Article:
Hear the excitement in the air, crackling with power and uncertainty, with the anticipatory cries of “Hosanna!” For here is the new king, anointed, blessed successor, and reuniter! The one who would bring the glory of the one kingdom back with its conquering power! He is here and we will be saved!
Excitement and confusion and nervous anticipation, no doubt.
Palm Sunday A | Matthew 21:1-11
read, listen, or read while you listen!
Today we celebrate Palm Sunday, the opening act in a profound story of God’s love. A story which will have exuberant highs and despairing lows. And it will be told over the course of one week. A whole week. A week filled with action and quiet, hope and devastation, support and betrayal.
We will tell this story in parts, daily moving ourselves through a sequence which is at times too familiar. And our story begins in Matthew 21 and won’t end until we get to chapter 28. So read along. Pray. Listen. That we might hear that small voice. Quietly below the radar.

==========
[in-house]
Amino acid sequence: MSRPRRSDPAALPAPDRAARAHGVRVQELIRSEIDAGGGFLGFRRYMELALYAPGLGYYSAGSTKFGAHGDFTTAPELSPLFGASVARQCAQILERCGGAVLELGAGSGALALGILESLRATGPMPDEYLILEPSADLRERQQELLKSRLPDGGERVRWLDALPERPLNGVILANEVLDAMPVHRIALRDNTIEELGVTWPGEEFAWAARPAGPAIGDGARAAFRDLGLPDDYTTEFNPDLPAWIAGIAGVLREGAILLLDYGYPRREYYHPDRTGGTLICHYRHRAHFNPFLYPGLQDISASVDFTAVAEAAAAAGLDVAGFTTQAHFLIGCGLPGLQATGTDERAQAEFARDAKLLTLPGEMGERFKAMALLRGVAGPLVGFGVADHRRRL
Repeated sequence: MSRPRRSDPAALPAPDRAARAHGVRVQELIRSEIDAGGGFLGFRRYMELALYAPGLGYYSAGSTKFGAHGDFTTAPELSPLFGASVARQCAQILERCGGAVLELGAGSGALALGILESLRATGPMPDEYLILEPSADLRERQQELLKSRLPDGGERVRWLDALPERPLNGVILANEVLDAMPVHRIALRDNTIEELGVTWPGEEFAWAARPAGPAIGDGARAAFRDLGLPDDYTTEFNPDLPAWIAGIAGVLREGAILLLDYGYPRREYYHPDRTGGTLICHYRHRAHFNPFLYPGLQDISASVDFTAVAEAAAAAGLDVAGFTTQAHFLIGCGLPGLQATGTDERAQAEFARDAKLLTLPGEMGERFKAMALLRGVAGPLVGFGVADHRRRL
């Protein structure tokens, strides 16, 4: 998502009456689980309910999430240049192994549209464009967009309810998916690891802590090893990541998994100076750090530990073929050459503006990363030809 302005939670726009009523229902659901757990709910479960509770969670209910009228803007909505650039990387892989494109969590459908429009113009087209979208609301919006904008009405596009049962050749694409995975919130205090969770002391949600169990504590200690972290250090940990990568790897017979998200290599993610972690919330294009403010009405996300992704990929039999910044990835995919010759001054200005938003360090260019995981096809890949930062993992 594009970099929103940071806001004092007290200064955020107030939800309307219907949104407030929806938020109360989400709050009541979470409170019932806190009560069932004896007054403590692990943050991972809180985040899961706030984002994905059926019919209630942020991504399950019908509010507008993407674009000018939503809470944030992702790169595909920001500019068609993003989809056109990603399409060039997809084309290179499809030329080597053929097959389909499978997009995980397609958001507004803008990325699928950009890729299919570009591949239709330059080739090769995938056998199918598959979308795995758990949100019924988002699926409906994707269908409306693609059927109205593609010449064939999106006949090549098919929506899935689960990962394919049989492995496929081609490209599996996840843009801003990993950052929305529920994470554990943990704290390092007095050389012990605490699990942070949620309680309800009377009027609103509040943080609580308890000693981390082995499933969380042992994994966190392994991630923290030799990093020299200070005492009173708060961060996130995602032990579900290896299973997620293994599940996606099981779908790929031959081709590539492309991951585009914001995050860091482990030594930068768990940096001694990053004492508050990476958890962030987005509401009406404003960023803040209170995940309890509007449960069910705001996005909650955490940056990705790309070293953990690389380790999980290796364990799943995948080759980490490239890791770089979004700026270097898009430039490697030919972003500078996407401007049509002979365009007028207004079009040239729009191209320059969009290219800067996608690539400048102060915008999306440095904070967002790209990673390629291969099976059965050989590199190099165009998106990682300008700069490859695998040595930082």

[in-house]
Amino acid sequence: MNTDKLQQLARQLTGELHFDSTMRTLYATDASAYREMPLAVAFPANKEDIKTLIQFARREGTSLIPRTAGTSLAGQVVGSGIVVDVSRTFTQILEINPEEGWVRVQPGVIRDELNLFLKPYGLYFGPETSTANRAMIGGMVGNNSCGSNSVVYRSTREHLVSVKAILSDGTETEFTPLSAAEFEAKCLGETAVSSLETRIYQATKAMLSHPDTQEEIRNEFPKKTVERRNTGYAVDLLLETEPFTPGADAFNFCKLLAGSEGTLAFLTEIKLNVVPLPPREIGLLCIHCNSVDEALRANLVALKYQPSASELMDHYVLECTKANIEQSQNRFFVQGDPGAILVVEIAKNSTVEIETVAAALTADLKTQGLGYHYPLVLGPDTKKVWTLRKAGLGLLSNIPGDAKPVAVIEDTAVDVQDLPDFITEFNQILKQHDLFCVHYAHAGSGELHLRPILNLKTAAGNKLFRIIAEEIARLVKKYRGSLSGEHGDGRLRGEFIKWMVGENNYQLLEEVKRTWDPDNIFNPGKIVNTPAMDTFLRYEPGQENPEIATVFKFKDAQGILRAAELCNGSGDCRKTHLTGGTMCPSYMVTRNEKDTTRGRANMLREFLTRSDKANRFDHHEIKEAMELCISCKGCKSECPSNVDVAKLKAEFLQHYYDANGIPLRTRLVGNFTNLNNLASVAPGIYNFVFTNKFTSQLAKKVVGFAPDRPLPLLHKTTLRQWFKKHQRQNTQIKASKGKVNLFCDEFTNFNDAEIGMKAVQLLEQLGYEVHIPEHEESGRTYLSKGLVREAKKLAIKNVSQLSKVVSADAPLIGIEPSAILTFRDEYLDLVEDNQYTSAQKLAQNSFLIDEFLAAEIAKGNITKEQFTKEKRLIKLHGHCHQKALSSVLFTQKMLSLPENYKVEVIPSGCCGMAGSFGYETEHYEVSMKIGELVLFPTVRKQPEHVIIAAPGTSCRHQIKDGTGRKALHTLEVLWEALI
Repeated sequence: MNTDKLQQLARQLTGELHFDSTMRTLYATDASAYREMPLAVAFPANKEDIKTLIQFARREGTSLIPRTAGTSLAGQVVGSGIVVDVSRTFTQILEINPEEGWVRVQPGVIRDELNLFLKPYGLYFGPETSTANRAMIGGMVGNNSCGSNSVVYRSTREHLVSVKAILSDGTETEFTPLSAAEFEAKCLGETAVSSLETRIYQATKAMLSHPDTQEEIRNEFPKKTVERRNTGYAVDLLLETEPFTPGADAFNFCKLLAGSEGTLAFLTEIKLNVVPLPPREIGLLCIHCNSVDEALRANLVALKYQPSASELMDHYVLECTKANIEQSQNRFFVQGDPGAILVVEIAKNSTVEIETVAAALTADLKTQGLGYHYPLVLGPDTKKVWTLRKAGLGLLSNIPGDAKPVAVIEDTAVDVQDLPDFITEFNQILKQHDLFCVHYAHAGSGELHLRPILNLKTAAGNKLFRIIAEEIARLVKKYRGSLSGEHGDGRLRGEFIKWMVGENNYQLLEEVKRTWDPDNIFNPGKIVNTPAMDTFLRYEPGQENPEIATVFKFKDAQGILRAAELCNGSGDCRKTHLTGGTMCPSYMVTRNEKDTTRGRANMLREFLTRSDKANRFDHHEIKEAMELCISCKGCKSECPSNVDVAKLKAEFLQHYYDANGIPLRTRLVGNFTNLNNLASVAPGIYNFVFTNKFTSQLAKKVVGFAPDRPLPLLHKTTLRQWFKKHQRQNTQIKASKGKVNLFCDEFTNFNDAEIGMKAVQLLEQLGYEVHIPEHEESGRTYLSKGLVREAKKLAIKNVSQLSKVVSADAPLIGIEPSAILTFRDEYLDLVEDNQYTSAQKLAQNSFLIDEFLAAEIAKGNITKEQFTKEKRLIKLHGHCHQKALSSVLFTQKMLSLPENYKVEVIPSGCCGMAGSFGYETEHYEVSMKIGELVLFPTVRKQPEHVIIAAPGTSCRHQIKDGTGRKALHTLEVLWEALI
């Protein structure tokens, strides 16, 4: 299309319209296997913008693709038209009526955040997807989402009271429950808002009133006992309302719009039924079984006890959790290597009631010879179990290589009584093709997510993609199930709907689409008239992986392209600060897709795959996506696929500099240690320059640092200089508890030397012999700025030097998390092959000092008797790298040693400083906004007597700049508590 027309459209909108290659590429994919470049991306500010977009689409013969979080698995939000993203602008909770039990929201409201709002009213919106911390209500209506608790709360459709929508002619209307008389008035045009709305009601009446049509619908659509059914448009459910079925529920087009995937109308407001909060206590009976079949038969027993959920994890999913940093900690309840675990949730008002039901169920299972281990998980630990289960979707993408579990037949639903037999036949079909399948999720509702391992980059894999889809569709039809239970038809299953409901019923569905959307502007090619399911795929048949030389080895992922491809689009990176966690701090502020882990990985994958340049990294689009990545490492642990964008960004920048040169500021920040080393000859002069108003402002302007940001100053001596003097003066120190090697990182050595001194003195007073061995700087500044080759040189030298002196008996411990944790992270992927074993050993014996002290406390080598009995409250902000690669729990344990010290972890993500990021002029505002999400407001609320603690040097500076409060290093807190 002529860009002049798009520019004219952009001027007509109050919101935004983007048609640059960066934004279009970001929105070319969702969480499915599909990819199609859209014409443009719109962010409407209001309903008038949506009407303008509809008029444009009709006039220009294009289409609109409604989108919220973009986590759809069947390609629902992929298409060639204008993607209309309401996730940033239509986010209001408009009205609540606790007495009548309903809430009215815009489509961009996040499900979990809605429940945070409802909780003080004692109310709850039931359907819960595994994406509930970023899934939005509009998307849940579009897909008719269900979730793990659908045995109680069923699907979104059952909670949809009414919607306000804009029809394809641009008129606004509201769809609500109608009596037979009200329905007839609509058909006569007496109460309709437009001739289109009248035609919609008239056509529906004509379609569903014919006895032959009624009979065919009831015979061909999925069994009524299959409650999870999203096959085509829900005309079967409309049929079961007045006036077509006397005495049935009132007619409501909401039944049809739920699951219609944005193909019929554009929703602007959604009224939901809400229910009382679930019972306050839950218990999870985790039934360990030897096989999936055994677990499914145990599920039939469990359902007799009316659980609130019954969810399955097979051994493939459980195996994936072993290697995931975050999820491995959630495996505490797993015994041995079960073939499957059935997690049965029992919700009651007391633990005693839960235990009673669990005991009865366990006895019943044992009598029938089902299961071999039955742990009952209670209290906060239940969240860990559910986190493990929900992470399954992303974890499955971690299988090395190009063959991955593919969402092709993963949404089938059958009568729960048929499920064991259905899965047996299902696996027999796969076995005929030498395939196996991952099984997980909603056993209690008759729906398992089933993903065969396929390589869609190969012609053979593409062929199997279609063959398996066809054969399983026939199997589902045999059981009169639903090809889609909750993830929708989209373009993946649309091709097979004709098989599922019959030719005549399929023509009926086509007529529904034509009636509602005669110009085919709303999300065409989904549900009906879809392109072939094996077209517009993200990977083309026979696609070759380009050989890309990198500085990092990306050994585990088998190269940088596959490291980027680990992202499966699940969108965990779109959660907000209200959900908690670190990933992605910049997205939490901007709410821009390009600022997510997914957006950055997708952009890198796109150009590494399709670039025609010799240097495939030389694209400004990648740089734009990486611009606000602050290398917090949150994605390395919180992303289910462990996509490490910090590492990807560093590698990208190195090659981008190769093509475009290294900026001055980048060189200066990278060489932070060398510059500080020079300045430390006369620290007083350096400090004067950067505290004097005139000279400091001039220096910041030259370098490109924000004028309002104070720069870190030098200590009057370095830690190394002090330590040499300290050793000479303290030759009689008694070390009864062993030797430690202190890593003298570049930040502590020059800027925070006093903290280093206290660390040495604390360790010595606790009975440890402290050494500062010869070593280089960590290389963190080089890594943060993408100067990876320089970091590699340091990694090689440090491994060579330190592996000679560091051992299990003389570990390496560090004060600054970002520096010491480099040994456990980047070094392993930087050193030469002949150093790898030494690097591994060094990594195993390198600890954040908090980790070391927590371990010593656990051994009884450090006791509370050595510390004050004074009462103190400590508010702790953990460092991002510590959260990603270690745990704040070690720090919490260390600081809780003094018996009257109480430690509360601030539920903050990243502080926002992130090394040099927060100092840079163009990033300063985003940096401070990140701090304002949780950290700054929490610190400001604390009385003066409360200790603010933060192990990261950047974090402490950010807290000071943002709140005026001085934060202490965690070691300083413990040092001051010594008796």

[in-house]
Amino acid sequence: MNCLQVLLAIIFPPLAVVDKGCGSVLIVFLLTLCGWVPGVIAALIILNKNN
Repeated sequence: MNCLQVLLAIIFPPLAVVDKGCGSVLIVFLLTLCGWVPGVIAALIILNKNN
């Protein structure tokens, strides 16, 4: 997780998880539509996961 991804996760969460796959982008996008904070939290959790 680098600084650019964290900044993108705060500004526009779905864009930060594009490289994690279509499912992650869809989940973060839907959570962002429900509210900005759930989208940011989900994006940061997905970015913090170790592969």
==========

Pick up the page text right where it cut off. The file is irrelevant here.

Listen. For today, it begins.
The Opening Scene
This is our opening scene to a big story. It is also the beginning of the climax to a much bigger story. One which began with the Holy Family and a strange birth, becoming refugees in Egypt, growing up on the outskirts of empire and finally Jesus, the central figure, takes the stage as a young man, around 30 years old.
He called disciples, taught, led them to better understand what God has made in creation and their profound role in it.